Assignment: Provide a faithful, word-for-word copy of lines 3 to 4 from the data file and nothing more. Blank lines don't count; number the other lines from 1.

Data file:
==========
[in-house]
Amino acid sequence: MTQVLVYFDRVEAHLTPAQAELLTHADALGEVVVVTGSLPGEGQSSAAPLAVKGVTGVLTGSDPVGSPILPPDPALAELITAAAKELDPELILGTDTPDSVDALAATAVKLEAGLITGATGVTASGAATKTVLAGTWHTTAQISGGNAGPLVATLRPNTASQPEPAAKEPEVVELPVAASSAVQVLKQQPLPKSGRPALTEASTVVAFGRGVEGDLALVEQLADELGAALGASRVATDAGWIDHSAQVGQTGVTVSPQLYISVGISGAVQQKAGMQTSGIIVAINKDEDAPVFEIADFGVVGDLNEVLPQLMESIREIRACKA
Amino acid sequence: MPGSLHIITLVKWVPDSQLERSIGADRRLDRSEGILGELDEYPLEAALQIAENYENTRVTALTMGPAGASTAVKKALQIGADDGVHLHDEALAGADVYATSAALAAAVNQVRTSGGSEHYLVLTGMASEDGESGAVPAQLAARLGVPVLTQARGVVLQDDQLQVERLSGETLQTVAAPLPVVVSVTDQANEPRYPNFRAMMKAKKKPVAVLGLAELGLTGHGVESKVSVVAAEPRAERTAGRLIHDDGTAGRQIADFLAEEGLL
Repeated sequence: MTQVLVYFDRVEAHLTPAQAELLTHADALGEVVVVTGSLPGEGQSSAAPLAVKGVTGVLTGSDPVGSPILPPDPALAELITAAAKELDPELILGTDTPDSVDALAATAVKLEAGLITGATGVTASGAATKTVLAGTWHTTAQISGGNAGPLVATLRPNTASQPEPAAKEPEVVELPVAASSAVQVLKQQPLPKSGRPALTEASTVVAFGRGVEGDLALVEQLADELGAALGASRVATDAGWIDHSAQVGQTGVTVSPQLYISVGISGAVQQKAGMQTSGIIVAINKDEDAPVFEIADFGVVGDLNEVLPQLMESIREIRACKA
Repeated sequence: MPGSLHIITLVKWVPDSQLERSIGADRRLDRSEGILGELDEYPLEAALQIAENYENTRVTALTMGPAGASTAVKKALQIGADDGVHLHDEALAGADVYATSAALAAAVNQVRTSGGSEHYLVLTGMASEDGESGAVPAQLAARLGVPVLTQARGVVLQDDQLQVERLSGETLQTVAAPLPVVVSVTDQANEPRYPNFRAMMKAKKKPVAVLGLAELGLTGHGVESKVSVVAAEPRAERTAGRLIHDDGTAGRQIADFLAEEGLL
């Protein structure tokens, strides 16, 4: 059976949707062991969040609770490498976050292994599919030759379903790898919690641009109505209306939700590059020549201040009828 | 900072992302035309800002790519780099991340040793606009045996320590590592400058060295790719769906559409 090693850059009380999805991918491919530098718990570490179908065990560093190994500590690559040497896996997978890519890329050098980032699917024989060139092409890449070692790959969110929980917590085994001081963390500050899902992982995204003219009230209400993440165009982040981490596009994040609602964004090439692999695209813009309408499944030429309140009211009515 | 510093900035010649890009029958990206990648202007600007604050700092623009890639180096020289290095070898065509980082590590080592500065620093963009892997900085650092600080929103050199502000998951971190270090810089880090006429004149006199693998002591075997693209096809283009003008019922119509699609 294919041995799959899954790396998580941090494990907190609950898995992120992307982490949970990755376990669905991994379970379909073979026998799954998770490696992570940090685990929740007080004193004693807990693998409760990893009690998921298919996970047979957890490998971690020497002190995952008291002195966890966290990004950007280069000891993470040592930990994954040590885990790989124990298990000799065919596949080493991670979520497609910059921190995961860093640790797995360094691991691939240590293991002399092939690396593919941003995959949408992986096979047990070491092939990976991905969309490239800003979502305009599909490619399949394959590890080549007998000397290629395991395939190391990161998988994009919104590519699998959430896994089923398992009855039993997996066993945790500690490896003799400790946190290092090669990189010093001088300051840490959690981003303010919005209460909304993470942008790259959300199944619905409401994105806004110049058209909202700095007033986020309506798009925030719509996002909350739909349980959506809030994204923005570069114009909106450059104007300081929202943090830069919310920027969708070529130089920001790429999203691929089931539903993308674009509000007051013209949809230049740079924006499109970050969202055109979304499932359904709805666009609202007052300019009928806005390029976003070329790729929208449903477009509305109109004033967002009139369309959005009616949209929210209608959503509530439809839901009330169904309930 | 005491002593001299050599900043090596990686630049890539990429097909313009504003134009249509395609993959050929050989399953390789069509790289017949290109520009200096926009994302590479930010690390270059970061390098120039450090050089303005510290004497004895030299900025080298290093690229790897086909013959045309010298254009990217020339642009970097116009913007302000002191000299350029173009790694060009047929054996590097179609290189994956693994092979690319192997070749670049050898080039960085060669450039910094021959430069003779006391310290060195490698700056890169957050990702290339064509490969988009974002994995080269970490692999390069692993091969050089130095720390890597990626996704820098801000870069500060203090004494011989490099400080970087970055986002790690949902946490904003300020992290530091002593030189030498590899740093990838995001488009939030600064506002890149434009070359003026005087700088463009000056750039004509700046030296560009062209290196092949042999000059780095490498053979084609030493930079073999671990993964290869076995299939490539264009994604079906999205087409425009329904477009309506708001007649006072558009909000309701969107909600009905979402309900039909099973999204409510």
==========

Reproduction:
Amino acid sequence: MPGSLHIITLVKWVPDSQLERSIGADRRLDRSEGILGELDEYPLEAALQIAENYENTRVTALTMGPAGASTAVKKALQIGADDGVHLHDEALAGADVYATSAALAAAVNQVRTSGGSEHYLVLTGMASEDGESGAVPAQLAARLGVPVLTQARGVVLQDDQLQVERLSGETLQTVAAPLPVVVSVTDQANEPRYPNFRAMMKAKKKPVAVLGLAELGLTGHGVESKVSVVAAEPRAERTAGRLIHDDGTAGRQIADFLAEEGLL
Repeated sequence: MTQVLVYFDRVEAHLTPAQAELLTHADALGEVVVVTGSLPGEGQSSAAPLAVKGVTGVLTGSDPVGSPILPPDPALAELITAAAKELDPELILGTDTPDSVDALAATAVKLEAGLITGATGVTASGAATKTVLAGTWHTTAQISGGNAGPLVATLRPNTASQPEPAAKEPEVVELPVAASSAVQVLKQQPLPKSGRPALTEASTVVAFGRGVEGDLALVEQLADELGAALGASRVATDAGWIDHSAQVGQTGVTVSPQLYISVGISGAVQQKAGMQTSGIIVAINKDEDAPVFEIADFGVVGDLNEVLPQLMESIREIRACKA